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[This proposition, which is deduced directly from props. 12, 13, is not given by Euclid, but it seems to deserve a place in the second Book, not only on account of its own interest, but because also it is the key to a large class of problems, which involve by the enunciations the bisection of some line. Some examples of such problems will now be given.]

1. If straight lines be drawn from each angle of a triangle to bisect the opposite sides, four times the sum of the squares on these lines is equal to three times the sum of the squares on the sides.

2. If AB, one of the equal sides of an isosceles triangle ABC, be produced beyond the base to D, so that BD = AB, show that the square on CD is equal to the square on AB together with twice the square on BC.

3. From any point P lines are drawn to the angles of a rectangle ABCD; show that the squares on PA, PC are together equal to the squares on PB, PD.

4. A square BDEC is described on the hypotenuse of a right-angled triangle ABC ; show that the squares on DA, AC are together equal to the squares on EA, AB.

5. The squares on the diagonals of a parallelogram are together equal to the squares on the four sides.

6. If two points be taken in the diameter of a circle equally distant from the centre, the sum of the squares of two lines drawn from these points to any point in the circumference will be constant.

7. The hypotenuse of a right-angled triangle ABC is trisected at D, E, and CD, CE are joined ; show that the sum of the squares on the sides of the triangle CDE is equal to two-thirds of the square on AB.

8. In any quadrilateral, the squares on the diagonals are together double of the sum of the squares on the two lines joining the bisections of the opposite sides.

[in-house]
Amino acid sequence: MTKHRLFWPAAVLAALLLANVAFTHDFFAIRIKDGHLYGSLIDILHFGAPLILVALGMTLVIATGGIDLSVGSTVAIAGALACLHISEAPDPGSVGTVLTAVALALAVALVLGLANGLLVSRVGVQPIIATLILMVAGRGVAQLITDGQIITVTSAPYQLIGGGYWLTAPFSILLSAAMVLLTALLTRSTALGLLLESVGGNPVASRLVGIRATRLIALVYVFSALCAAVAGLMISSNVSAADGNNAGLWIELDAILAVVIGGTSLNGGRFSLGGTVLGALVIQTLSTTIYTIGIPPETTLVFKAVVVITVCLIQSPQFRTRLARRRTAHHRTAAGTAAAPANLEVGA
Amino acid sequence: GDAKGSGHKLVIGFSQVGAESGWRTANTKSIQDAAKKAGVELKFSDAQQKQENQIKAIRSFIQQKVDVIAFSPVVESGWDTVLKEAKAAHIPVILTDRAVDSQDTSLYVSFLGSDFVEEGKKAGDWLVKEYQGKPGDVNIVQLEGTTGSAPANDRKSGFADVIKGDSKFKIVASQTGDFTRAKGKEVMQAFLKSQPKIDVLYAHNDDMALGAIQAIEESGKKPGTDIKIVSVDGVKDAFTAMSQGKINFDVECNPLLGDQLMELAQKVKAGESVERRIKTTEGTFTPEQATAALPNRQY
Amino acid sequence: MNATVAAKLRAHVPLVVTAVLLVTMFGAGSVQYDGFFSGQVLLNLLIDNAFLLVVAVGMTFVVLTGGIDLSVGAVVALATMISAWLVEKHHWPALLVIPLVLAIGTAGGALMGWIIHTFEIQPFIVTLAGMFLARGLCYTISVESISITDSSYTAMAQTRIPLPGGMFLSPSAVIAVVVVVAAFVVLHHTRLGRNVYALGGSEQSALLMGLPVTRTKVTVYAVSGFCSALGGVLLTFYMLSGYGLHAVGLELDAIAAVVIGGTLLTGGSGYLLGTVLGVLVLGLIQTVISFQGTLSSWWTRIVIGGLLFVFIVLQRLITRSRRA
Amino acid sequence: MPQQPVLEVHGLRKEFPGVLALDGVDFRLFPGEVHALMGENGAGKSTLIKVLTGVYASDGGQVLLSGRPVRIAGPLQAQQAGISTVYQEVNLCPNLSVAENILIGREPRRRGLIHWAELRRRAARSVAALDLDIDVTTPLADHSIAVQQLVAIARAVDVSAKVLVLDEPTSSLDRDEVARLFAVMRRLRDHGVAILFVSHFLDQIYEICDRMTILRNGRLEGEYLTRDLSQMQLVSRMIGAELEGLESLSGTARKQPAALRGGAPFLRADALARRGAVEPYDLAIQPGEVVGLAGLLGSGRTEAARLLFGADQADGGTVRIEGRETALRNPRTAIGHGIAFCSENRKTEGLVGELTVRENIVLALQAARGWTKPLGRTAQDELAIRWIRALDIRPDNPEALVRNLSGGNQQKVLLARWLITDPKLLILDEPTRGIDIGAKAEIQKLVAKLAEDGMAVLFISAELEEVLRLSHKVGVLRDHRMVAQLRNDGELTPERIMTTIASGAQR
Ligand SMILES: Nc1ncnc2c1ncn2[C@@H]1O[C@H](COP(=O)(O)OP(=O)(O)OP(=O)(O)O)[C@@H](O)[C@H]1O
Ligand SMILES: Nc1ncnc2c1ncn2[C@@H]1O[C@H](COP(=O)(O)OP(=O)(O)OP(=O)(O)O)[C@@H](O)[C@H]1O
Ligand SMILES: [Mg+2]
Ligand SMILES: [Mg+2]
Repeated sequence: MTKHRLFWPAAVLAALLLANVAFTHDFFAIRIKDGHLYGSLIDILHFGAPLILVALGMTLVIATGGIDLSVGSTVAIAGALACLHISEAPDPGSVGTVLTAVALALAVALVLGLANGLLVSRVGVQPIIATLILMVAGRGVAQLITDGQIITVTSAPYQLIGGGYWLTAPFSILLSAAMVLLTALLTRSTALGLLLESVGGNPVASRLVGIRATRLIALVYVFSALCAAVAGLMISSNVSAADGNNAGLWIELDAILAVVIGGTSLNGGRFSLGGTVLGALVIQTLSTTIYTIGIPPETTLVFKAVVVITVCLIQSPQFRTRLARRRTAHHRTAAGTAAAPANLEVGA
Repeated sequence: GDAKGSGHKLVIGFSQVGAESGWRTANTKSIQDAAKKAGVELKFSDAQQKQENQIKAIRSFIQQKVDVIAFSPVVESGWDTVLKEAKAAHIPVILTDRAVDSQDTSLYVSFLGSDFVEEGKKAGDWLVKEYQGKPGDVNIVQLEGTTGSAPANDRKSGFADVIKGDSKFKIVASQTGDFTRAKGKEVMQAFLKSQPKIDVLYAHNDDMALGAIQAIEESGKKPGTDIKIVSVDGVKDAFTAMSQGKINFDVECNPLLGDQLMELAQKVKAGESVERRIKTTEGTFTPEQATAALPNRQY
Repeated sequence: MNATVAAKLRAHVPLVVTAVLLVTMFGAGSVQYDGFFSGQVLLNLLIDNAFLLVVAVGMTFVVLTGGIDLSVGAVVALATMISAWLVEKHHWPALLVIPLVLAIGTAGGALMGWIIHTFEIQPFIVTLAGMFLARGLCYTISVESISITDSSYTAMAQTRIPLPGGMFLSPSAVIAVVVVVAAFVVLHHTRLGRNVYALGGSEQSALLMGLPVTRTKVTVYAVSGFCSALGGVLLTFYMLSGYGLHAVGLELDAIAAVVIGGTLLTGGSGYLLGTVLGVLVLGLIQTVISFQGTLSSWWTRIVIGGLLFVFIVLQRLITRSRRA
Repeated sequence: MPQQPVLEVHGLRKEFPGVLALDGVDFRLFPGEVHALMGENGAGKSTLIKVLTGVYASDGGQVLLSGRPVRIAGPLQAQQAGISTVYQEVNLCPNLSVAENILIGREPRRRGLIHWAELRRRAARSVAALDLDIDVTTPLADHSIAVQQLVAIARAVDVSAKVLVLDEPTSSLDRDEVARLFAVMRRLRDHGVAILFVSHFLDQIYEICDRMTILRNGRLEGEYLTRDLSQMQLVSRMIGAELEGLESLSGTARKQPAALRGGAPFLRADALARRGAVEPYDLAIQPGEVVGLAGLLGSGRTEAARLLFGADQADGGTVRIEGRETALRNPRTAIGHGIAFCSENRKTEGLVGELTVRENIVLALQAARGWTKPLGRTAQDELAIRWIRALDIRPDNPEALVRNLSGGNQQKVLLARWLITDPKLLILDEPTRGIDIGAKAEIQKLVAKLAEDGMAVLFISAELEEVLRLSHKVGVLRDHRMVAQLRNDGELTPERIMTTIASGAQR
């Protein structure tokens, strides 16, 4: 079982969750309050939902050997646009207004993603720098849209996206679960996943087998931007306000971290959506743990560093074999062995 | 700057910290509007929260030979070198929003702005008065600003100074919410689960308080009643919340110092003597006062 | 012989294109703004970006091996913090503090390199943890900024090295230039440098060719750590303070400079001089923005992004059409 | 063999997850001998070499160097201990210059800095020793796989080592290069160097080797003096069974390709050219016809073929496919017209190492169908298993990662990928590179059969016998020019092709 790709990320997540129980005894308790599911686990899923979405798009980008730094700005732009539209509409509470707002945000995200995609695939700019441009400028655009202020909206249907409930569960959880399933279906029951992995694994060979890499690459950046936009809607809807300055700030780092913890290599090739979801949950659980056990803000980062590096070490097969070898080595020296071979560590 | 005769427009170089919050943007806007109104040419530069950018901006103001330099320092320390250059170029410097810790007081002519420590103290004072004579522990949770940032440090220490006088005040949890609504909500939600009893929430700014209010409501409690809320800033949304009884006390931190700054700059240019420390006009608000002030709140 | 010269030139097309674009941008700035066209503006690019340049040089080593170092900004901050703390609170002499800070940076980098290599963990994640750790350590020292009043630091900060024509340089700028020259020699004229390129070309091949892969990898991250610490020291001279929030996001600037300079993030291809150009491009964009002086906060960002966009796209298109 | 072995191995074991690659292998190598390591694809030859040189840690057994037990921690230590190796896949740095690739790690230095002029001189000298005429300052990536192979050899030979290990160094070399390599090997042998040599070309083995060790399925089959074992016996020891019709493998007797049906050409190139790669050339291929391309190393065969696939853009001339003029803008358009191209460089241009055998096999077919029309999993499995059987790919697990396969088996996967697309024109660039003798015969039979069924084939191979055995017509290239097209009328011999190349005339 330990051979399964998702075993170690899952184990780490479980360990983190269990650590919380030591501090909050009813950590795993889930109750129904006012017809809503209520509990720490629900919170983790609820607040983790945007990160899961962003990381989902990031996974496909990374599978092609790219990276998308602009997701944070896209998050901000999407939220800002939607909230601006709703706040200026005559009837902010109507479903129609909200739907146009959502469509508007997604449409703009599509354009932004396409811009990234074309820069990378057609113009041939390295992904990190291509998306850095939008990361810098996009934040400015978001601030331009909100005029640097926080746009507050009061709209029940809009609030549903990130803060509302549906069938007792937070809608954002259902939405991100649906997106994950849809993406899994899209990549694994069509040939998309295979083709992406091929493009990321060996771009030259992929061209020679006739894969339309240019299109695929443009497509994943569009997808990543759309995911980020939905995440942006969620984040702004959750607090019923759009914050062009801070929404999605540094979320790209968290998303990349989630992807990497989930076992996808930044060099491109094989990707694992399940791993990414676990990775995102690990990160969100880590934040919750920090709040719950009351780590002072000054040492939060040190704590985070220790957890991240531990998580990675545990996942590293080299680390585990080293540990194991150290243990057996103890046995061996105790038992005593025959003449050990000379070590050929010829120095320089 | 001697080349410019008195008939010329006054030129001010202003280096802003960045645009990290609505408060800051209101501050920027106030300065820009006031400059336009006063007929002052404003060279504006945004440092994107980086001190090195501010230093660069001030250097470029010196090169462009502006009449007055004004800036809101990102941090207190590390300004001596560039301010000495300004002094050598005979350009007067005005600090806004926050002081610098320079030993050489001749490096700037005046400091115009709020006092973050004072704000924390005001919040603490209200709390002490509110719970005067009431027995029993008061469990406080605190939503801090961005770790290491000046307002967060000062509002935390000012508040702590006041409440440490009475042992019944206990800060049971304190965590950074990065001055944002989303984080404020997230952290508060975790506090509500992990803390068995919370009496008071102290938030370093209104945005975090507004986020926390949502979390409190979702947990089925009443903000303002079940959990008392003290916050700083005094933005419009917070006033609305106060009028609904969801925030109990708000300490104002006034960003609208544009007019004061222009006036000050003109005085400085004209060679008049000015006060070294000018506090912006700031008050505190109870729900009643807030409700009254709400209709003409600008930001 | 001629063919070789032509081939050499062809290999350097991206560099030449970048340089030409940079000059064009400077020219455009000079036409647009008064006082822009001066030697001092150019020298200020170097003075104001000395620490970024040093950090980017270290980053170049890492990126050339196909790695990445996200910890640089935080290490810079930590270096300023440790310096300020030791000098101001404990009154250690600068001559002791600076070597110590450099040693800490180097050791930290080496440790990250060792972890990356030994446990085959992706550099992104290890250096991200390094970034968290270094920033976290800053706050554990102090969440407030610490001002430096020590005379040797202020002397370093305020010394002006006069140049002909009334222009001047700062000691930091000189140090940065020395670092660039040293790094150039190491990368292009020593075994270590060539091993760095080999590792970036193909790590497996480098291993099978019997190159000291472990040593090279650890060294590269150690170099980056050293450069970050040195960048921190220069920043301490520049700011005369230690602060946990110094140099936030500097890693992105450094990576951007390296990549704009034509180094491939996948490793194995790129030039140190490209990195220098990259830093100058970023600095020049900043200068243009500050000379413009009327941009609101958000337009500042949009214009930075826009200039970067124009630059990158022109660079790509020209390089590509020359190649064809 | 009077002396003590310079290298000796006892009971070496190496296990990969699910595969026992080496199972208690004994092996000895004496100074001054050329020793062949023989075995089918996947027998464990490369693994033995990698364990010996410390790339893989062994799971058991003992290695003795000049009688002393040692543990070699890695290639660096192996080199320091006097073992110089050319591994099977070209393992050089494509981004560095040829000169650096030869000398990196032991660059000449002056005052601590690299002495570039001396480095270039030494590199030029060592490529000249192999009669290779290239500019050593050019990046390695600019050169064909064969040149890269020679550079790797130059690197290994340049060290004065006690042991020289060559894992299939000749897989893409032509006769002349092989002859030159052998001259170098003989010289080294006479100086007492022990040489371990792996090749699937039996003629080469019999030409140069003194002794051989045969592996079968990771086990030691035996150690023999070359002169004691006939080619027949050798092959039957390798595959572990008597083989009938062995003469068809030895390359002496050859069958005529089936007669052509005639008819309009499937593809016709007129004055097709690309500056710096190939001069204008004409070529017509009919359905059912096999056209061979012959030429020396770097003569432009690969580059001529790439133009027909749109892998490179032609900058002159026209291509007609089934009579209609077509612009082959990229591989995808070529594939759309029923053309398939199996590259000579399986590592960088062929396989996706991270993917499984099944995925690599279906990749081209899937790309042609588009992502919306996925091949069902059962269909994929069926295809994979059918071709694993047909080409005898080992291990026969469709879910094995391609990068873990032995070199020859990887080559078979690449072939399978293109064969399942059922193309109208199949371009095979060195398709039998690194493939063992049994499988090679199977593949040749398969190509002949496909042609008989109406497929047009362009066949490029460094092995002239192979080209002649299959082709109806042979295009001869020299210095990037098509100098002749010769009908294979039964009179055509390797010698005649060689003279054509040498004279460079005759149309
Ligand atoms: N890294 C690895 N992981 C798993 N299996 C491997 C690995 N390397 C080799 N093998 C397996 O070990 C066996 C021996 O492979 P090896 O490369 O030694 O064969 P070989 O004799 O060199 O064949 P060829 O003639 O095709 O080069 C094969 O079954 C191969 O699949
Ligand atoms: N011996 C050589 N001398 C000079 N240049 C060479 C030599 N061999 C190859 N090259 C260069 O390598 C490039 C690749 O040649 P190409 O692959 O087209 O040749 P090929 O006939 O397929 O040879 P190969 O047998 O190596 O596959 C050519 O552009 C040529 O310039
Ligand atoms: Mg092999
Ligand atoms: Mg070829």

G

PROPOSITION XIV. PROBLEM.

To describe a square that shall be equal to a given rectilineal figure.

Let A be the given rectil. figure.

It is required to describe a square that shall be equal to A.

[blocks in formation]

EF =

Constr. Describe the rectangular O BCDE = the rectil. figure A.

(i. 45) Then if BE = ED, it is a sq., and what was required is

done. But if BE be not = ED, produce BE to F, and make

ED, bisect BF in G, (i. 10) from centre G, at distance GB or GF, describe semicircle BHF, and produce DE to meet the circumference in H.

The sq. on EH shall equal the given figure A. Dem. :: BF is divided into two equal parts at G and

into two unequal parts at E, .-, rect. BE, EF with sq. on EG = sq. on GF;

(ii. 5) but GF=GH, and .. sq. on GF = sq. on GH, and .. = sqs. on GE, EH ;

(i. 47) :, rect. BE, EF, with sq. on EG = sqs. on EG, EH ;

take away from each the sq. on EG ;

and rect. BE, EF = sq. on EH.

But rect. BE, EF is BD : EF = ED, (constr.) .: BD= sq. on EH ; and BD = A; (constr.) :: sq. on EH

rectil. fig. A. Therefore, a square has been described as required.

Q. E. F.

[blocks in formation]

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